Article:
It was shabby too and quite basic although was purpose built. The rooms had a washbasin and commode. One chap grabbed us and ask what rooms we were having. We said we were only thinking of day care, I asked if he went to the sessions he said no. In the summer he went outside. He regretted not seeing the Town for a long time. He was there as he had fallen. He said he liked pretty girls and our daughter would do! He seemed a character.
    My husband thought he was funny. He accepted the place more than I.
    We were only enquiringly about the day activities but I was looking at the wider picture. I suppose I was putting myself in his place, a foolish thing to do.
    Our daughter is quite brisk and matter of fact.
    It would be sensible to take advantage, about 8 to 10 go to the sessions plus residents if they wish. There were plenty of pictures of animal visitors.
    I like dogs but otherwise prefer books, plants and other things, again I needed to be more objective.
    I caused a smile when the Carer was given the authentic baby doll, I scolded her for not protecting the head properly!
    I felt my self slipping in to the situation. I almost wanted to stay and care for these people. I need to be a bit more Zen!

    The humour of it was I was only checking the day centre! How foolish am I.

    So now sorting out transport, I think a paid taxi. I did have an offer of when and if I can but I feel I need a more structured arrangement to take advantage of the hours. I could not get out of the village unless I get a lift or taxi. I must not cry for the moon only the light.

    Thank you for your kind reply
  9. Grannie G

    Grannie G Volunteer Moderator

    Apr 3, 2006
    Yes but I think you were thinking ahead, which, however painful, is the wise thing to do.

    When I had my first experience of residential care I looked around and thought `All these people were once pillars of the community. They had homes, jobs, brought up families and took responsibility for their lives.`

    When I was young I didn`t give old age, death and loss a thought. When my grandfather died I was seven and had no idea of my grandmother`s grief. It`s as well I didn`t. We can only take each age as it comes.

    Back to topic; the progression of dementia whether it be Alzheimer `s, Vascular or mixed is different for us all. I don`t seem to remember thinking about the progression, the unknown, I think it took everything I had to live in the day.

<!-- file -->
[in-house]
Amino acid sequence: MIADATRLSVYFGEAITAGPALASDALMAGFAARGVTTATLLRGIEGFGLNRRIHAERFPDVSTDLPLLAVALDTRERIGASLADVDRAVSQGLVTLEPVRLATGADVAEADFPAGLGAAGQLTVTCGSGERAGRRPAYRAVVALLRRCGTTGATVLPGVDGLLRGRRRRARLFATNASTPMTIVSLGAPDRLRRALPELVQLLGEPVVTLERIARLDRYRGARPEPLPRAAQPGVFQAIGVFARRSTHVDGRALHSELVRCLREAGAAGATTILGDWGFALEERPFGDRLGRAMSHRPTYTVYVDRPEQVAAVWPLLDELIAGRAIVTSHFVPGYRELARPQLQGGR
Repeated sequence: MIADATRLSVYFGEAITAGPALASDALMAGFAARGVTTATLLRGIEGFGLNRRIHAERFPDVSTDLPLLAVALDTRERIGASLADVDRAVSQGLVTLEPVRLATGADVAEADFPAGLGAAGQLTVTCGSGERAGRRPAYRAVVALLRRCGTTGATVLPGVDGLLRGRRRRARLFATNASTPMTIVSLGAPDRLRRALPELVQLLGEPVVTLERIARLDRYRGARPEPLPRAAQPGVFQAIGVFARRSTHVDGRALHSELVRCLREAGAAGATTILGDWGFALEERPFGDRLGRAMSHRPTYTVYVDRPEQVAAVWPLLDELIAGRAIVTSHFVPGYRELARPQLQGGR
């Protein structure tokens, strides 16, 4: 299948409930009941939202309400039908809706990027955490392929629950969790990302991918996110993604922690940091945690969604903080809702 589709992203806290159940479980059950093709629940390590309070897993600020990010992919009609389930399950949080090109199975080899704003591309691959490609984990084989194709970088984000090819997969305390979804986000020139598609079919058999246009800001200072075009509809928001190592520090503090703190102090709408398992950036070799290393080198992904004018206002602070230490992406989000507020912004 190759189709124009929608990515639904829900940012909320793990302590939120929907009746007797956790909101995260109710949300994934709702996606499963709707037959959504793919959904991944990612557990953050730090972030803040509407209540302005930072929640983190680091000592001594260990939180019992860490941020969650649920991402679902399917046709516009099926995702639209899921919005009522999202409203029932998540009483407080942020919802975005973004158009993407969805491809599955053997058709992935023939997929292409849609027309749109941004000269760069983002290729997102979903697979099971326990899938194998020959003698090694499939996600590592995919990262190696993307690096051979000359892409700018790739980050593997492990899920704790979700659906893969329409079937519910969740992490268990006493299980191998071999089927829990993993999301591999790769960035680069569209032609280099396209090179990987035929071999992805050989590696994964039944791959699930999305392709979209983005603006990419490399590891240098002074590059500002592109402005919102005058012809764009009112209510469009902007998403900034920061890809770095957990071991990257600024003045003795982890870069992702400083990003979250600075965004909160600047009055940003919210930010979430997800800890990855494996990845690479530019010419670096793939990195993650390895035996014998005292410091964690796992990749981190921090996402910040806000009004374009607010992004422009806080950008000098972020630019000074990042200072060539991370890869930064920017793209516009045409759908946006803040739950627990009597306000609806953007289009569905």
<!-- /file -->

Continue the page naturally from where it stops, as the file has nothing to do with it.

10. marionq

    marionq Registered User

    Apr 24, 2013
    @AliceA you raise an important point which could do with higher level discussion ie the problem associated with people living with dementia in rural setting
    @AliceA you raise an important point about the difficulty of people in a rural setting getting access to services for dementia. We live on the edge of Glasgow so have access to a lot of services both medical and social. That is probably true for most people in cities or large towns. Being able to use the minibus attached to the care home would be such a boon for you that there should be some way round this. John goes to daycare on two days where he is picked up by minibus but on his third day I take him myself to another daycare outside our area by public transport and even that is becoming too much for him. I bring him home by taxi costing £10.

    It seems unfair that if you live in a village there is no plan in place by authorities to see that you are included in the wider facilities. Perhaps we should have a discussion on TP about how this might be improved.
  11. Sad Staffs

    Sad Staffs Registered User

    Jun 26, 2018
    Your post touched me Alice, because you care so much, not just about your husband which is so special, but about all those you saw and met in the care home. You are a lovely person to communicate with. Thank you for always being there for me and for so many of us on TP.
    Love B xx
  12. AliceA

    AliceA Registered User

    May 27, 2016
    Thank you all for your kind thoughts, it made me feel so loved. To day has been good, a slow start, plumber has serviced the boiler and we had an easy simple lunch.
    Tomorrow I shall start again on transport.